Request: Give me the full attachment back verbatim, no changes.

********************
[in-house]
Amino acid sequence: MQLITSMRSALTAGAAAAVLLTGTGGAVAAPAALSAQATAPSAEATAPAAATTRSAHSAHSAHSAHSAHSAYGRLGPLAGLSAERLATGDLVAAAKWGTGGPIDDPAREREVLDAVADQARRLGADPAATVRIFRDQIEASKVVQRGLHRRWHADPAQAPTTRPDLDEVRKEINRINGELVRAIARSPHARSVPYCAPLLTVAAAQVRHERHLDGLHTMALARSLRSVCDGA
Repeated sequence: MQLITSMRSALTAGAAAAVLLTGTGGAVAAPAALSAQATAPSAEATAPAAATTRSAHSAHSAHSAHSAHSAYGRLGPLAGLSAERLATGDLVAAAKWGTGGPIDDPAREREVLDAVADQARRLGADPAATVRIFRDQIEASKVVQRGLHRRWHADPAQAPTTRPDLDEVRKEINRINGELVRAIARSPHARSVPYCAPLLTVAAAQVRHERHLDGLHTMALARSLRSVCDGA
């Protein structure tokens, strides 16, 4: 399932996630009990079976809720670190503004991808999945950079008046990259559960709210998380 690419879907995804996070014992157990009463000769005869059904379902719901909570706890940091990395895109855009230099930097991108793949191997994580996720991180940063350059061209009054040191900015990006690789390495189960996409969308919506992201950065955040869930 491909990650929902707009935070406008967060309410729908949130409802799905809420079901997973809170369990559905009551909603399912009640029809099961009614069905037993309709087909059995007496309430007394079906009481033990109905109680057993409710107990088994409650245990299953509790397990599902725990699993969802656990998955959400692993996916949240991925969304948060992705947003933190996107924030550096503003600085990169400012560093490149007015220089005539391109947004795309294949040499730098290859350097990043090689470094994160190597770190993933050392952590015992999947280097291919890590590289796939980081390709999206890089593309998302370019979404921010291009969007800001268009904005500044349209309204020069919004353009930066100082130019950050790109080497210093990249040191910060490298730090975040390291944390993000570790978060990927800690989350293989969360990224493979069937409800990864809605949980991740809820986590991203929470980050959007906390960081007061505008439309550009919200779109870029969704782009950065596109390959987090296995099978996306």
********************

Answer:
[in-house]
Amino acid sequence: MQLITSMRSALTAGAAAAVLLTGTGGAVAAPAALSAQATAPSAEATAPAAATTRSAHSAHSAHSAHSAHSAYGRLGPLAGLSAERLATGDLVAAAKWGTGGPIDDPAREREVLDAVADQARRLGADPAATVRIFRDQIEASKVVQRGLHRRWHADPAQAPTTRPDLDEVRKEINRINGELVRAIARSPHARSVPYCAPLLTVAAAQVRHERHLDGLHTMALARSLRSVCDGA
Repeated sequence: MQLITSMRSALTAGAAAAVLLTGTGGAVAAPAALSAQATAPSAEATAPAAATTRSAHSAHSAHSAHSAHSAYGRLGPLAGLSAERLATGDLVAAAKWGTGGPIDDPAREREVLDAVADQARRLGADPAATVRIFRDQIEASKVVQRGLHRRWHADPAQAPTTRPDLDEVRKEINRINGELVRAIARSPHARSVPYCAPLLTVAAAQVRHERHLDGLHTMALARSLRSVCDGA
């Protein structure tokens, strides 16, 4: 399932996630009990079976809720670190503004991808999945950079008046990259559960709210998380 690419879907995804996070014992157990009463000769005869059904379902719901909570706890940091990395895109855009230099930097991108793949191997994580996720991180940063350059061209009054040191900015990006690789390495189960996409969308919506992201950065955040869930 491909990650929902707009935070406008967060309410729908949130409802799905809420079901997973809170369990559905009551909603399912009640029809099961009614069905037993309709087909059995007496309430007394079906009481033990109905109680057993409710107990088994409650245990299953509790397990599902725990699993969802656990998955959400692993996916949240991925969304948060992705947003933190996107924030550096503003600085990169400012560093490149007015220089005539391109947004795309294949040499730098290859350097990043090689470094994160190597770190993933050392952590015992999947280097291919890590590289796939980081390709999206890089593309998302370019979404921010291009969007800001268009904005500044349209309204020069919004353009930066100082130019950050790109080497210093990249040191910060490298730090975040390291944390993000570790978060990927800690989350293989969360990224493979069937409800990864809605949980991740809820986590991203929470980050959007906390960081007061505008439309550009919200779109870029969704782009950065596109390959987090296995099978996306």